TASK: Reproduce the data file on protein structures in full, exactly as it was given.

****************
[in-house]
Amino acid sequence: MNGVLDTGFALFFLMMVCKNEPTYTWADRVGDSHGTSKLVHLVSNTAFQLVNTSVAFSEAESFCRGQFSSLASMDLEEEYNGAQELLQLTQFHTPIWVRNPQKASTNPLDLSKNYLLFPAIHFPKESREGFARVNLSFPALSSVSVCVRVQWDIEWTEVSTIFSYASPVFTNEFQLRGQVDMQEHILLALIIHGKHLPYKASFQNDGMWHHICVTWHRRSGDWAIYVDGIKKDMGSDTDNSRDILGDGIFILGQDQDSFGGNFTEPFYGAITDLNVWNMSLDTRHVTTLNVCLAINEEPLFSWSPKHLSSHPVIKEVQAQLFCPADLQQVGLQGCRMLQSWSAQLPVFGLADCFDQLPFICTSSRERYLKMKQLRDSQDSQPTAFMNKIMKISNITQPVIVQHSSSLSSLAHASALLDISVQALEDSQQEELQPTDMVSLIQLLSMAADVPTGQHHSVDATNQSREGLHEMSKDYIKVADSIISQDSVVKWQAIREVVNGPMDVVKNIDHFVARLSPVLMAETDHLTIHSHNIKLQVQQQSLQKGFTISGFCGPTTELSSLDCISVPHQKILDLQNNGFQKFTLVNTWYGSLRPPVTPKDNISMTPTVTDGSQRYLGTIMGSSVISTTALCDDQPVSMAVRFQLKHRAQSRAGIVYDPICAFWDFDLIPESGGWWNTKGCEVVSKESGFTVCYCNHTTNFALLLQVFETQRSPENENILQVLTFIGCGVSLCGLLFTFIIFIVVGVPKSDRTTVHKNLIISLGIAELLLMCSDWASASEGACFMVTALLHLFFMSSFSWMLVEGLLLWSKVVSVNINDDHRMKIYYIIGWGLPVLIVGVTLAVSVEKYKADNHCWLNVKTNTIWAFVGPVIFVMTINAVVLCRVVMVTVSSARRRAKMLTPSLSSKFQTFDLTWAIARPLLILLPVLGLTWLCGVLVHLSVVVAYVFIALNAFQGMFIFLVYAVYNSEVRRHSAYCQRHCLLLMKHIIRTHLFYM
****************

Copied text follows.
[in-house]
Amino acid sequence: MNGVLDTGFALFFLMMVCKNEPTYTWADRVGDSHGTSKLVHLVSNTAFQLVNTSVAFSEAESFCRGQFSSLASMDLEEEYNGAQELLQLTQFHTPIWVRNPQKASTNPLDLSKNYLLFPAIHFPKESREGFARVNLSFPALSSVSVCVRVQWDIEWTEVSTIFSYASPVFTNEFQLRGQVDMQEHILLALIIHGKHLPYKASFQNDGMWHHICVTWHRRSGDWAIYVDGIKKDMGSDTDNSRDILGDGIFILGQDQDSFGGNFTEPFYGAITDLNVWNMSLDTRHVTTLNVCLAINEEPLFSWSPKHLSSHPVIKEVQAQLFCPADLQQVGLQGCRMLQSWSAQLPVFGLADCFDQLPFICTSSRERYLKMKQLRDSQDSQPTAFMNKIMKISNITQPVIVQHSSSLSSLAHASALLDISVQALEDSQQEELQPTDMVSLIQLLSMAADVPTGQHHSVDATNQSREGLHEMSKDYIKVADSIISQDSVVKWQAIREVVNGPMDVVKNIDHFVARLSPVLMAETDHLTIHSHNIKLQVQQQSLQKGFTISGFCGPTTELSSLDCISVPHQKILDLQNNGFQKFTLVNTWYGSLRPPVTPKDNISMTPTVTDGSQRYLGTIMGSSVISTTALCDDQPVSMAVRFQLKHRAQSRAGIVYDPICAFWDFDLIPESGGWWNTKGCEVVSKESGFTVCYCNHTTNFALLLQVFETQRSPENENILQVLTFIGCGVSLCGLLFTFIIFIVVGVPKSDRTTVHKNLIISLGIAELLLMCSDWASASEGACFMVTALLHLFFMSSFSWMLVEGLLLWSKVVSVNINDDHRMKIYYIIGWGLPVLIVGVTLAVSVEKYKADNHCWLNVKTNTIWAFVGPVIFVMTINAVVLCRVVMVTVSSARRRAKMLTPSLSSKFQTFDLTWAIARPLLILLPVLGLTWLCGVLVHLSVVVAYVFIALNAFQGMFIFLVYAVYNSEVRRHSAYCQRHCLLLMKHIIRTHLFYM